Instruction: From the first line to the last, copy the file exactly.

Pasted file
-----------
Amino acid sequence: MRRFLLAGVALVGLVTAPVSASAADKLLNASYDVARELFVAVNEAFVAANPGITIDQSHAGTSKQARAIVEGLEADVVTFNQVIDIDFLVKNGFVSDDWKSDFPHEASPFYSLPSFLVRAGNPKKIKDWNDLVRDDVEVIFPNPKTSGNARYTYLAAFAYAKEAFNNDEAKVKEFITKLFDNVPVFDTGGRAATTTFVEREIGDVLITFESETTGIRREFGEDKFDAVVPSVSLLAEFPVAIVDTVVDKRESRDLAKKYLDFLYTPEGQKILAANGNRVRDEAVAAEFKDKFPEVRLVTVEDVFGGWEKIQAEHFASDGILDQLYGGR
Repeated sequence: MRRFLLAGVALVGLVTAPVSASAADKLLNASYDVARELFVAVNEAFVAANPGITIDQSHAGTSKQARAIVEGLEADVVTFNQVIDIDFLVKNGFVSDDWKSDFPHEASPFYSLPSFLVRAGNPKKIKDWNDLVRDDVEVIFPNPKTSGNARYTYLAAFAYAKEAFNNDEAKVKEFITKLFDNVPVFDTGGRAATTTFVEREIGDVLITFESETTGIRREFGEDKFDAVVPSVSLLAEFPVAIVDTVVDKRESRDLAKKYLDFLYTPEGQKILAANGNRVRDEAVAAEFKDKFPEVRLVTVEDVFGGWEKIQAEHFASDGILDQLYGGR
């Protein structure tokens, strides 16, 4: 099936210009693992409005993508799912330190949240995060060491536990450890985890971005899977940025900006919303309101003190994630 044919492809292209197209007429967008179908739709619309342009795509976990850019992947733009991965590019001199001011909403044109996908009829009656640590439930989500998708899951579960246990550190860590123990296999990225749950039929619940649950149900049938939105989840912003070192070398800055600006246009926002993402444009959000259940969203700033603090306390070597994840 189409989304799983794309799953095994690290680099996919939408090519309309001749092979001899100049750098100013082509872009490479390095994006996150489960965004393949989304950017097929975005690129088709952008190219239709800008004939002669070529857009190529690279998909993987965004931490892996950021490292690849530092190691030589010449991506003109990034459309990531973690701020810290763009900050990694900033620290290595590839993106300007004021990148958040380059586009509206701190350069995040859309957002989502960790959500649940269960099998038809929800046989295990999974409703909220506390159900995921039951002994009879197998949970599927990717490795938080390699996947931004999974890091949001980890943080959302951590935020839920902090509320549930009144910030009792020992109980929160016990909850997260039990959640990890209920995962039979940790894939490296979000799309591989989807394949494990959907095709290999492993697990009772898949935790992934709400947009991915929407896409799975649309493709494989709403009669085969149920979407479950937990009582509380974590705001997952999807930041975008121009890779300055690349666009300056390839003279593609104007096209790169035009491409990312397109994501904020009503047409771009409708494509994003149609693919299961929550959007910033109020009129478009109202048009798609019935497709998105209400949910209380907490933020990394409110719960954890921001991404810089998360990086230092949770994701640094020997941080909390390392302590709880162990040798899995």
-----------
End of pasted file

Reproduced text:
Amino acid sequence: MRRFLLAGVALVGLVTAPVSASAADKLLNASYDVARELFVAVNEAFVAANPGITIDQSHAGTSKQARAIVEGLEADVVTFNQVIDIDFLVKNGFVSDDWKSDFPHEASPFYSLPSFLVRAGNPKKIKDWNDLVRDDVEVIFPNPKTSGNARYTYLAAFAYAKEAFNNDEAKVKEFITKLFDNVPVFDTGGRAATTTFVEREIGDVLITFESETTGIRREFGEDKFDAVVPSVSLLAEFPVAIVDTVVDKRESRDLAKKYLDFLYTPEGQKILAANGNRVRDEAVAAEFKDKFPEVRLVTVEDVFGGWEKIQAEHFASDGILDQLYGGR
Repeated sequence: MRRFLLAGVALVGLVTAPVSASAADKLLNASYDVARELFVAVNEAFVAANPGITIDQSHAGTSKQARAIVEGLEADVVTFNQVIDIDFLVKNGFVSDDWKSDFPHEASPFYSLPSFLVRAGNPKKIKDWNDLVRDDVEVIFPNPKTSGNARYTYLAAFAYAKEAFNNDEAKVKEFITKLFDNVPVFDTGGRAATTTFVEREIGDVLITFESETTGIRREFGEDKFDAVVPSVSLLAEFPVAIVDTVVDKRESRDLAKKYLDFLYTPEGQKILAANGNRVRDEAVAAEFKDKFPEVRLVTVEDVFGGWEKIQAEHFASDGILDQLYGGR
């Protein structure tokens, strides 16, 4: 099936210009693992409005993508799912330190949240995060060491536990450890985890971005899977940025900006919303309101003190994630 044919492809292209197209007429967008179908739709619309342009795509976990850019992947733009991965590019001199001011909403044109996908009829009656640590439930989500998708899951579960246990550190860590123990296999990225749950039929619940649950149900049938939105989840912003070192070398800055600006246009926002993402444009959000259940969203700033603090306390070597994840 189409989304799983794309799953095994690290680099996919939408090519309309001749092979001899100049750098100013082509872009490479390095994006996150489960965004393949989304950017097929975005690129088709952008190219239709800008004939002669070529857009190529690279998909993987965004931490892996950021490292690849530092190691030589010449991506003109990034459309990531973690701020810290763009900050990694900033620290290595590839993106300007004021990148958040380059586009509206701190350069995040859309957002989502960790959500649940269960099998038809929800046989295990999974409703909220506390159900995921039951002994009879197998949970599927990717490795938080390699996947931004999974890091949001980890943080959302951590935020839920902090509320549930009144910030009792020992109980929160016990909850997260039990959640990890209920995962039979940790894939490296979000799309591989989807394949494990959907095709290999492993697990009772898949935790992934709400947009991915929407896409799975649309493709494989709403009669085969149920979407479950937990009582509380974590705001997952999807930041975008121009890779300055690349666009300056390839003279593609104007096209790169035009491409990312397109994501904020009503047409771009409708494509994003149609693919299961929550959007910033109020009129478009109202048009798609019935497709998105209400949910209380907490933020990394409110719960954890921001991404810089998360990086230092949770994701640094020997941080909390390392302590709880162990040798899995």